I’ll admit, even with the introduction of Google’s fabulous new social network, Twitter is still my favorite. I love the simplicity, I love the openness, I love so many things about it and I want Twitter to be around for a very, very long time. Because I want Twitter to stick around, I often worry about their profitability. The lack of significant revenue in conjunction with the increasing costs of servers and development makes me worry about Twitter’s longevity.
Google already has revenue streams and can feasibly operate Google+ at a loss if it drives revenue in other areas; Twitter doesn’t enjoy that benefit. Facebook is already selling ads and is getting into other revenue generating activities, plus it has the population of the 3rd largest country in the world.
It doesn’t matter how tall of a building you compare the number of tweets sent per day, the simple fact is Twitter needs to make money at some point.
Selling ads, the current proposed strategy, is a double edged sword, it must be implemented carefully or it could piss of the users which, quite frankly, is Twitter’s only asset right now.
So how can Twitter make money? I want to open up this discussion. I’m going to pose a few ideas, but I’d love to hear from you, how do you think Twitter could/should make money?
Here are my ideas…
To me, this is the most obvious starting point. Twitter is a HUGE network with over 100 million active users. Of those active users, a small fraction of users make up the majority of activity. That small fraction of everyday power-users, would likely purchase a Twitter Pro account provided the additional features were worth it. Why do I think this? For starters because I already pay $5.99 per month for use Hootsuite Pro [affiliate link], $99 per year for Flow, $45 per year for Evernote Premium, $25 for Flickr Pro and $22 per month for Harvest [affiliate link]. Why do I spend all this money on these programs? Couldn’t I just use other products instead and pay less or nothing? Of course I could, but I believe these products are awesome and carry more value than competing products. So I willingly dish out the cash to use these pieces of software.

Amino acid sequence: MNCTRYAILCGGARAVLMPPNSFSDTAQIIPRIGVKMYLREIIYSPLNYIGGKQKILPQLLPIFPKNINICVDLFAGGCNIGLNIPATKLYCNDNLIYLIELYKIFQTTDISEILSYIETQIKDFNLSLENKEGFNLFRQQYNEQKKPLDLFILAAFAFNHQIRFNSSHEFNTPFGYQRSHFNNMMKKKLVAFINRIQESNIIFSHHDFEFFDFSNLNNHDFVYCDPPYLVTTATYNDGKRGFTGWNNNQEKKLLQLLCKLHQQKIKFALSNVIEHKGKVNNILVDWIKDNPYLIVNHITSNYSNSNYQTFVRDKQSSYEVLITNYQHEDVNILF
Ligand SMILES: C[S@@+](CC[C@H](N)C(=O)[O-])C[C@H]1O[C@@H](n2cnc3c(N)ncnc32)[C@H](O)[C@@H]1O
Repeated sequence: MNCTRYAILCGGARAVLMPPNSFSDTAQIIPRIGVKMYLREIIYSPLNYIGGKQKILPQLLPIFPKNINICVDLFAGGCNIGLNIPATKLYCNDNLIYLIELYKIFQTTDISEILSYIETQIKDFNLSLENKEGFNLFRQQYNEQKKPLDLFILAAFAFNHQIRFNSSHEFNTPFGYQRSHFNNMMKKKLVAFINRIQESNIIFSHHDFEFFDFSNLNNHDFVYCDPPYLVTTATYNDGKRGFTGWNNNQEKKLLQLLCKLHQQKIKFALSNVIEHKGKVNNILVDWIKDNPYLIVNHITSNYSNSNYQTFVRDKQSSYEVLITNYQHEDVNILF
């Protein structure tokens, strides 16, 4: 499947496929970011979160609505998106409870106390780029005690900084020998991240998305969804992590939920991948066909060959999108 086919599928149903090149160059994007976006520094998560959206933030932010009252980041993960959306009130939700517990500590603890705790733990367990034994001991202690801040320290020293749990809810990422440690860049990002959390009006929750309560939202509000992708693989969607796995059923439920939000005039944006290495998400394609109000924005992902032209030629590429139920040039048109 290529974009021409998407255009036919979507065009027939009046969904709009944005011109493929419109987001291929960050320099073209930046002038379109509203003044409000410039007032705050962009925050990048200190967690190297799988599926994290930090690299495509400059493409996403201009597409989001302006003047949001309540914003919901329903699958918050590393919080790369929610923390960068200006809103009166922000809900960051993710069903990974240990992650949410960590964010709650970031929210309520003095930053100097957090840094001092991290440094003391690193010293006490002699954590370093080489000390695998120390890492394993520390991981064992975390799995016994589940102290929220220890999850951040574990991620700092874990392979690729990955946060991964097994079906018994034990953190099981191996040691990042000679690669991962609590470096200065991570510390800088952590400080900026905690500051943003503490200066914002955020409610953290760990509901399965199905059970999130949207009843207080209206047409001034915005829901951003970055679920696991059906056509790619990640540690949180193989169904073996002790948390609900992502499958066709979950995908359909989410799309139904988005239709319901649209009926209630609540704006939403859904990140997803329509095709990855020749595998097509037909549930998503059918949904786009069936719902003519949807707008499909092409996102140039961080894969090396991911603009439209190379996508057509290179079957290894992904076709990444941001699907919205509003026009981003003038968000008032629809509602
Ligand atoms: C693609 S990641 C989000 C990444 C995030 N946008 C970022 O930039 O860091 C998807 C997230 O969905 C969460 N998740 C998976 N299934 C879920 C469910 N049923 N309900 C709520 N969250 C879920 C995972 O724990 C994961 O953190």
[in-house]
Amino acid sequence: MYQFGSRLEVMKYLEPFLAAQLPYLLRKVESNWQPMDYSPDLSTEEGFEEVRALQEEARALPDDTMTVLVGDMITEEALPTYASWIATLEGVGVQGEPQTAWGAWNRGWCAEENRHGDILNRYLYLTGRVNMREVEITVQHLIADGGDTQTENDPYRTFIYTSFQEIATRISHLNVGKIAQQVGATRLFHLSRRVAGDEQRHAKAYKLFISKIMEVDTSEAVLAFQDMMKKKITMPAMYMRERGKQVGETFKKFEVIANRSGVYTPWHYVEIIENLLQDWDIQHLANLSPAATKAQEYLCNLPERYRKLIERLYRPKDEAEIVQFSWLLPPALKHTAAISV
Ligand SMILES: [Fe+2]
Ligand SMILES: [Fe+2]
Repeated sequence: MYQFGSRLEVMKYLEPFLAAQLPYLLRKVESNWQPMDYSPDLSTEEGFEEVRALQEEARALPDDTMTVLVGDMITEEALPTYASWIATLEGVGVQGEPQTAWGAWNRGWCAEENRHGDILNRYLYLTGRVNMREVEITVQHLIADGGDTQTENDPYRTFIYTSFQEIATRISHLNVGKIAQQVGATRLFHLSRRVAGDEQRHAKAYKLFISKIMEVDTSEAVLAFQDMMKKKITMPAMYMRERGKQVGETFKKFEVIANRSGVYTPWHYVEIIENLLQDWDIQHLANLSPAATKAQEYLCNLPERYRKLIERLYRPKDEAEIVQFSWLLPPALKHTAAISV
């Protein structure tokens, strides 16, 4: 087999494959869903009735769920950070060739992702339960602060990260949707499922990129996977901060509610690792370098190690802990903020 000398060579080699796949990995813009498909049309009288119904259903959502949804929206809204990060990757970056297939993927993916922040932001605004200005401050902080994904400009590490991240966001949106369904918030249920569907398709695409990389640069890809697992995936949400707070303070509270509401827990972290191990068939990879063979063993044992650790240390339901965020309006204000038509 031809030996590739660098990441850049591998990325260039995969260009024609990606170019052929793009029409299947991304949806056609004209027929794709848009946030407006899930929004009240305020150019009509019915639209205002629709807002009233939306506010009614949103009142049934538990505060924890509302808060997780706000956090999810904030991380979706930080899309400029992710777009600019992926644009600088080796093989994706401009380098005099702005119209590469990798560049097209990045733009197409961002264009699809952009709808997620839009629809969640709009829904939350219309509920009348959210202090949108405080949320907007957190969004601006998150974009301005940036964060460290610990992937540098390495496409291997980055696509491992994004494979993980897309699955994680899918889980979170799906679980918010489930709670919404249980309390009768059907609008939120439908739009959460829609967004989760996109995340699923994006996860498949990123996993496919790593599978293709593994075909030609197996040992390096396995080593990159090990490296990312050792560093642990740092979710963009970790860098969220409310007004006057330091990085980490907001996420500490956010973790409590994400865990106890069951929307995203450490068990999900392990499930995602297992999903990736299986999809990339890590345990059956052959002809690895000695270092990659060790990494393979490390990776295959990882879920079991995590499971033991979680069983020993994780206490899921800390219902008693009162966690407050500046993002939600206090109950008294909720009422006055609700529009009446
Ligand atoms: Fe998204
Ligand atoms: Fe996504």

Twitter could create Twitter Pro and offer a number of upgrades.
- Archive feature, go back and see ALL of your tweets EVER.
- Get an end of year document with all of your tweets, and an executive overview with personal trending topics and top 10 connections
- Expanded Profile information. Non-pro users may want to sign up just to have the expanded profile, in the same way that we ALL crave the “verified account” badge.
- Expanded Direct Messages. 280 characters.
- Account Analytics: top referring users, conversion rates to follow, etc.
- Multiple account support. Fast switching between accounts.
- Expanded access to Twitter search. Additional advanced search capabilities. Greater access to the “firehose.”
- Etc. Etc. You get the point. Make it good.
Access to the firehose
The “firehose” is the overwhelming feed of information that flows through Twitter. This firehose is a wealth of data that can be mined and utilized for market research, trend analysis and other insights. Twitter could charge for varying levels of access to the full firehose. This could be sold to social media monitoring services as well as average users that want expanded search. Twitter Pro users could get a bump to the next level of access for signing up.
Accept donations (a la Wikipedia)
The birth of Wikipedia was a revolution in how we find information. Now years later, millions of articles, in dozens of languages Wikipedia is fighting to stay alive as expanding server costs put the community knowledge base in jeopardy. Wikipedia is actively seeking donations. And as someone that uses Wikipedia regularly, I don’t think it’s a stretch to throw a few dollars towards a site that has made such a difference…Twitter is not much different.
Twitter, especially with the accepted use of Pseudonyms, has made revolutionary events in politics and world governments into an entirely different experience than at anytime prior to the existence of these technologies. I feel that Twitter, as a service, is important. It is important that Twitter remain available for free, I think donations could help make that happen.
I’m not advocating that Twitter let people buy access to Verified Accounts, however, I think Twitter could charge a $25-$50 administration fee to process your request for a verified account. That verified account badge goes a long way on Twitter.
Your Idea HERE
So that’s all for me for right now. What are your ideas? Sound off in the comments. Let’s see what comes out of the big brains of my readers.